Due to concerns over COVID-19, the museum has suspended public operations until further notice. Staff will be checking emails and voicemail regularly and responding as quickly as possible to questions and concerns. Please check back for updates. Thank you for understanding.
It’s like the death of a friend, really… saying good-bye to an old house that’s been around for 124-years. It’s especially painful when the house is such a good one. The Cullom House burned to the ground last night. Built in 1891, it has suffered its share of hardships. This was its second fire. The first, in the early 1970s, took the original roof. But with new owners, a detailed restoration promised to return the home to its former glory. Shelley McPhatter and her fiancé, David White, seemed the perfect pair to bring back the beauty of 427 North Main Street.
The restoration seemed particularly important because the Cullom House has always held a place of honor in Wake Forest history. Its most notable resident, Willis R. Cullom, arrived in 1886 to attend college and later joined the faculty as a religion professor. He began teaching regular bible classes on campus, making this one of the first colleges in the nation to offer a course in Old and New Testament. After purchasing what was then known as the Edwards House in 1903, Dr. Cullom raised his family there. His daughters Nancy and Sarah were both born at home, and Nancy later inherited the property.
As the town’s first female postmaster, Nancy Cullom Harris was a talented wife, mother, and career woman. She brought up her sons, Larry and Ricky, in the Cullom House. She also was a gifted writer who gave The Wake Weekly its name, briefly edited the paper, and ran a successful 1950s era personal shopping business. The auditorium at the Wake Forest Historical Museum is named in her memory, as is the Brewer-Harris Garden. Dedicated in October 2014, the garden was made possible by a generous gift from Larry Harris, who has embraced the Wake Forest Historic District and devoted his time, energy, and resources to preserving the beautiful, happy neighborhood of his childhood.
And that’s the final piece of the puzzle, really. That dedication perfectly sums up why this home has always been treasured–even during its more difficult days. It seemed to symbolize the very best Wake Forest has to offer. It stood for the strength of Professor Cullom proclaiming in a sermon, “I am a Baptist therefore I love everyone,” and the courage he showed while battling college administrators to allow dancing on campus. It even had a hint of the whimsy and humor he shared when giving a newspaper interview from the confines of his room. As an elderly invalid who read only with a magnifying glass but still had a merry laugh, he told the reporter, “I’ve heard the wind blow around this old Wake Forest campus many times.” Professor W.R. Cullom died on October 20, 1963 after giving this town a great, grand time.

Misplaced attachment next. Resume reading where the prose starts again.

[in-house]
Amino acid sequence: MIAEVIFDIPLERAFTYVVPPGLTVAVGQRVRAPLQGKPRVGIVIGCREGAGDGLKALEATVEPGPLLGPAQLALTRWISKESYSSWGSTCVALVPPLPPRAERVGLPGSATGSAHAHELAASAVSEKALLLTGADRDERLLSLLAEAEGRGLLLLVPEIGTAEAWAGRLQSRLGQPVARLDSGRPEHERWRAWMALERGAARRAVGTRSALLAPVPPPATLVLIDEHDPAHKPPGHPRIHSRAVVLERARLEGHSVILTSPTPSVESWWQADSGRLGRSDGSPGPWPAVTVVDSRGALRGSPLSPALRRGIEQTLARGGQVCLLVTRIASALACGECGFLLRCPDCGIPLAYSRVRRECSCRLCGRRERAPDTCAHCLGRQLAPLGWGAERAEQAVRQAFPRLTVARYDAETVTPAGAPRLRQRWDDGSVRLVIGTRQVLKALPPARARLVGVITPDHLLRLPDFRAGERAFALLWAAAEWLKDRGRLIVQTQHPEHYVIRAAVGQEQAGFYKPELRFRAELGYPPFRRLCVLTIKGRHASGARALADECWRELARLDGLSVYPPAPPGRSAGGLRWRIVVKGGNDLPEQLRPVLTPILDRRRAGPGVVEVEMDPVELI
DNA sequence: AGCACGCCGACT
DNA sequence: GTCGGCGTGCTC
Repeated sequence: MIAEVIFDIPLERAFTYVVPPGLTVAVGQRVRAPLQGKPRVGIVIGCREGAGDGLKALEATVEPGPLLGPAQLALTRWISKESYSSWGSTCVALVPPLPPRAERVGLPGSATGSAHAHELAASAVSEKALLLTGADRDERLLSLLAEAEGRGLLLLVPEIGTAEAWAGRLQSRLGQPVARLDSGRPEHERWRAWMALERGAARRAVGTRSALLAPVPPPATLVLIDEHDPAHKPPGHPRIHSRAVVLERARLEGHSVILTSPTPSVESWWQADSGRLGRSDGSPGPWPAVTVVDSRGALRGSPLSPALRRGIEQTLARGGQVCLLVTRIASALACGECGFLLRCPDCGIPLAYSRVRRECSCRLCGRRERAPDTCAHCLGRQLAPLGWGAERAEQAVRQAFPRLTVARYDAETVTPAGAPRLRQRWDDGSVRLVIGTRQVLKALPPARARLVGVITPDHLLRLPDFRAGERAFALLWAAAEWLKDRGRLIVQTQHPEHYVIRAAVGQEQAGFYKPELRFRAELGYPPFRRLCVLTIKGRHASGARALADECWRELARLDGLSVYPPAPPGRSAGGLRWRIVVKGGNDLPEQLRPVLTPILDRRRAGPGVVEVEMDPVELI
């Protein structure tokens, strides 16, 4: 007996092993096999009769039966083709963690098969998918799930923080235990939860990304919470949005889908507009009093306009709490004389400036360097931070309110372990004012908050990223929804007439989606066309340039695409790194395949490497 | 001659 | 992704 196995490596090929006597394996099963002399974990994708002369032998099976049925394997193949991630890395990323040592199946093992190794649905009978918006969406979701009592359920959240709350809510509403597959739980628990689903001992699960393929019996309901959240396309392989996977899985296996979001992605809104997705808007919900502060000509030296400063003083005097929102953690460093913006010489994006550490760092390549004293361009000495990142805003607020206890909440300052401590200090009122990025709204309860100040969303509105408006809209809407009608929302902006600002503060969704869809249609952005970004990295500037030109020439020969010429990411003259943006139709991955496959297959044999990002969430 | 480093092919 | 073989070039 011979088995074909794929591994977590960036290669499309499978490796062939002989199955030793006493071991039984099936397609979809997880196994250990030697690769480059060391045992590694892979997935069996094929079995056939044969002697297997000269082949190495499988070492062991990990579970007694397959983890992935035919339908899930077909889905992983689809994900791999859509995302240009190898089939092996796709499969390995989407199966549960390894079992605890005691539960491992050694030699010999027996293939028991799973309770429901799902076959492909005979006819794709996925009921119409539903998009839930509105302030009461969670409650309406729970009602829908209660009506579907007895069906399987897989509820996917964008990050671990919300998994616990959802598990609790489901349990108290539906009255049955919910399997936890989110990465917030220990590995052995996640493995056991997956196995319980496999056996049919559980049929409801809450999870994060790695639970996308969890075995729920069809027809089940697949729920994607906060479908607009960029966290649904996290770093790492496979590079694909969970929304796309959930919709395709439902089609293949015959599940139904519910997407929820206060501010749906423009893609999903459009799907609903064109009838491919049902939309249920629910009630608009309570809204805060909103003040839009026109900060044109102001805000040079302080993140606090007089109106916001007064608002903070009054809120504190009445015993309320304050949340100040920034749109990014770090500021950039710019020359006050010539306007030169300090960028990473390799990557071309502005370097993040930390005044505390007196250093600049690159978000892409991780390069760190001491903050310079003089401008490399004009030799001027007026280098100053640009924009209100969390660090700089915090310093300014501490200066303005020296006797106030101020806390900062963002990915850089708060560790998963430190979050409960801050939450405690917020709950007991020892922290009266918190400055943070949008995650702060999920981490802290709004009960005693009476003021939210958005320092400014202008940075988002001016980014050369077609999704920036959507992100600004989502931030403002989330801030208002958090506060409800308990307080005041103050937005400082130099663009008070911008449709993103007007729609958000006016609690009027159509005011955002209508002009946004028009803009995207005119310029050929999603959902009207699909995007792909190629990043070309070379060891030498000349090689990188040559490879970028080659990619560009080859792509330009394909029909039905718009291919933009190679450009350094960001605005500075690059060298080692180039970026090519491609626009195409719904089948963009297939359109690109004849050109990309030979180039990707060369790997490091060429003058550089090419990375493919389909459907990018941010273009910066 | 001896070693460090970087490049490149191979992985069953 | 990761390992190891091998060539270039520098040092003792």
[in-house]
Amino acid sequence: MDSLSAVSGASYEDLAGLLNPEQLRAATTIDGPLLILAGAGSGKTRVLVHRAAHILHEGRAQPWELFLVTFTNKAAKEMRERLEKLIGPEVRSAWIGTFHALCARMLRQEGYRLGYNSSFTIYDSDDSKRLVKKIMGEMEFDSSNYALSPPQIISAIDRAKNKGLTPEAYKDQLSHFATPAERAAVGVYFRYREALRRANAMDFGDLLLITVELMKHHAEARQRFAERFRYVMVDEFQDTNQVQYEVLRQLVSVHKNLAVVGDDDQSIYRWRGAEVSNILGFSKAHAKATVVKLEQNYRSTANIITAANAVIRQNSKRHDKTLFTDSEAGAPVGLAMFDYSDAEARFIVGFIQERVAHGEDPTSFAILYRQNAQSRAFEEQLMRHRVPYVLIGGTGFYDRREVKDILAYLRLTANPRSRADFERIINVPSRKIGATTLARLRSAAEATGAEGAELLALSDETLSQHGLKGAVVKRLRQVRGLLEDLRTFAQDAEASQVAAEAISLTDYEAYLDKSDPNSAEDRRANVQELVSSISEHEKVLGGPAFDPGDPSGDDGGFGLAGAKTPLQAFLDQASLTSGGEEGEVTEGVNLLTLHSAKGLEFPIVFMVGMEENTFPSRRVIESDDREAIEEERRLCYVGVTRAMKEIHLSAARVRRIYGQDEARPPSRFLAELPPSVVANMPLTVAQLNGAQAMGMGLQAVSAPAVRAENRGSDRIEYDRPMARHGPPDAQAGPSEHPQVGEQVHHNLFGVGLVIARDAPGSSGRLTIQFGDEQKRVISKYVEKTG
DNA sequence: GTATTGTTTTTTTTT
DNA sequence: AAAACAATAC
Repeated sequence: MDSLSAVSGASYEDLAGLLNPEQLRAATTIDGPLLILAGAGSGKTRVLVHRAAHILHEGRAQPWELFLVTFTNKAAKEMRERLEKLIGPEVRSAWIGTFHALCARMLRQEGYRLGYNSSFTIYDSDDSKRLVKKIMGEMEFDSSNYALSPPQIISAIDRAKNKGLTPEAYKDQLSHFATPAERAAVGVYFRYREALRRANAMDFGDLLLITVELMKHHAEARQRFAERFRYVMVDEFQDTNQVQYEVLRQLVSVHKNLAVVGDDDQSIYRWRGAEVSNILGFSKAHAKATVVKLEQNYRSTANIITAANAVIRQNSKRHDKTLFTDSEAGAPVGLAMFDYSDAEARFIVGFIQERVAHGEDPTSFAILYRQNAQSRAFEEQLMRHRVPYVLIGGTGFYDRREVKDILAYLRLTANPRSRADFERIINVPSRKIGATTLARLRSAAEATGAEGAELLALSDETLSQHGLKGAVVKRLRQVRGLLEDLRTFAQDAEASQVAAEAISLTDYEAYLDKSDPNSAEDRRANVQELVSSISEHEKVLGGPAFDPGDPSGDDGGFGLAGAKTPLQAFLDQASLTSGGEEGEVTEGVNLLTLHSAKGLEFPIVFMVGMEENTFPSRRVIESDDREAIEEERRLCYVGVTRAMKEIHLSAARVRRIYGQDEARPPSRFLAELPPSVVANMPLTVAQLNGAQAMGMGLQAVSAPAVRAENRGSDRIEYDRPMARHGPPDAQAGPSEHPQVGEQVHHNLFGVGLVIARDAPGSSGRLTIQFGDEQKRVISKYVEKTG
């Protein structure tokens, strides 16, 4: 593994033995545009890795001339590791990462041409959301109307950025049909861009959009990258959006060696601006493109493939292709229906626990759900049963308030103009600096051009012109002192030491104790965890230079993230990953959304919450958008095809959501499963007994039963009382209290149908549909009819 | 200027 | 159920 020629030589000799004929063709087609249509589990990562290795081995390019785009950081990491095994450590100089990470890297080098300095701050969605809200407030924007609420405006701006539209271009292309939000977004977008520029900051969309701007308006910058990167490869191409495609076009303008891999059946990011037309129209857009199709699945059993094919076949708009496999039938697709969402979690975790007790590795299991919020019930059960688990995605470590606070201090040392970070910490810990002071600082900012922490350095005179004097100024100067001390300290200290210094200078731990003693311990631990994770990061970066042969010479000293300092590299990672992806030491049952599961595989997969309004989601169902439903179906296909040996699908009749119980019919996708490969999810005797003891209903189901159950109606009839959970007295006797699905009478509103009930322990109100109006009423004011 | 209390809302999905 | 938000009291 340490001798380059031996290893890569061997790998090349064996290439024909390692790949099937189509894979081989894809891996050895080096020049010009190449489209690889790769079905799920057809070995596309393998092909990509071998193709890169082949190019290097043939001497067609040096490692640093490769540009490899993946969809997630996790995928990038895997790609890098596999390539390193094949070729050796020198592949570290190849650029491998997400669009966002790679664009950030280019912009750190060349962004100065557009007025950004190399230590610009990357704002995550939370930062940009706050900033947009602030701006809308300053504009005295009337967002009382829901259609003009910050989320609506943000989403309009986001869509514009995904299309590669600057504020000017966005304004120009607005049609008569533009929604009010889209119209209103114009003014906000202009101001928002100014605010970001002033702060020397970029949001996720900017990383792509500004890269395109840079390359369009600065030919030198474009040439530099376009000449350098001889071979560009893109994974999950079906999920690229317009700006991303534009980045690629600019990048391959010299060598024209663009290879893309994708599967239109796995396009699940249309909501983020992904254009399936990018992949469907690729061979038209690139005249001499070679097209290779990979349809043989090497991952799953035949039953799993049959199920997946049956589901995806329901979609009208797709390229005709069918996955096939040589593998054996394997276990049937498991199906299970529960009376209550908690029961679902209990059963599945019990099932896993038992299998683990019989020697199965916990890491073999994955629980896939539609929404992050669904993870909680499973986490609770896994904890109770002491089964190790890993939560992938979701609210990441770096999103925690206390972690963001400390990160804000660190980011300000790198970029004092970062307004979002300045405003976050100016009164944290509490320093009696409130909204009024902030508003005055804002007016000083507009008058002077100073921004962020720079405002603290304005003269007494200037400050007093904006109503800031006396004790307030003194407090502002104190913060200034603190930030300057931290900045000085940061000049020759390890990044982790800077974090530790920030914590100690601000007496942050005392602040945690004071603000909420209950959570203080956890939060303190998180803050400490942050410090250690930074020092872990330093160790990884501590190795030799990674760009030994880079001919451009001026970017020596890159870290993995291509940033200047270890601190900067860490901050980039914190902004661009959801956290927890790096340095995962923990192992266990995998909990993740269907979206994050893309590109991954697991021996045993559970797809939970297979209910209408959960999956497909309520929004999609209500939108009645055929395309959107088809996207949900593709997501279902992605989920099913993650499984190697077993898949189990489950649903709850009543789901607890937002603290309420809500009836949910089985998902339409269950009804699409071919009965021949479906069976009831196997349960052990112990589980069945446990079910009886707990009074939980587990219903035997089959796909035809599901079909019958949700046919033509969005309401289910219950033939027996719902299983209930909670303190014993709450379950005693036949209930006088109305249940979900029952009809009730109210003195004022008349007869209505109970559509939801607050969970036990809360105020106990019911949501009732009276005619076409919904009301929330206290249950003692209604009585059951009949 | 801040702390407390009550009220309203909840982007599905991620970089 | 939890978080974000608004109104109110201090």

It’s almost as if the house has somehow let us know these things. That’s the amazing thing about old houses. We connect with them. Today people are driving or walking past. For so many who love this tree-lined street, it’s a very difficult loss. Some are mourning from far away, phoning the museum to see if it’s true. We’ve received a call from Murray Greason, son of the college’s famed 1950s era basketball coach and a childhood friend of Larry’s. We’ve spoken with Gini Tharrington, a granddaughter of Professor Cullom’s who grew up a few blocks away and spent her 1940s childhood producing a terrifically darling newspaper about neighborhood events.
This fire is the sort of story the Woodland News would have been so very sad to publish.
After some discussion, it fell to Gini Tharrington (second from left) to contact Larry Harris in California and tell him the news. They’re cousins, and were together at last fall’s dedication of the Brewer-Harris Garden. During that visit, Larry met with the new owners of the Cullom House. He provided them with original photographs. Thrilled with the restoration, he was looking forward to seeing the job finished. Gini says he was stunned.
In a larger sense, it seems that the home was not finished with us at all. It still had time left. The transformation was well underway and it would have been spectacular.
Spectacular is not a word anyone would have hoped to use when describing the flames that leapt skyward as the house burned to the ground Wednesday night.
So it’s with great sadness we say good-bye to the W.R. Cullom House. The life stories of the people who lived here are part of the fabric of Wake Forest. Their words, writings, and photographs are preserved in the museum’s archival collection.
We hope one day to see another home built here. But it will not be the same. Along with the rest of Wake Forest, we’ve watched the W.R. Cullom House being loved, left, and loved again.
Like all good history, this is a story we’ll always remember.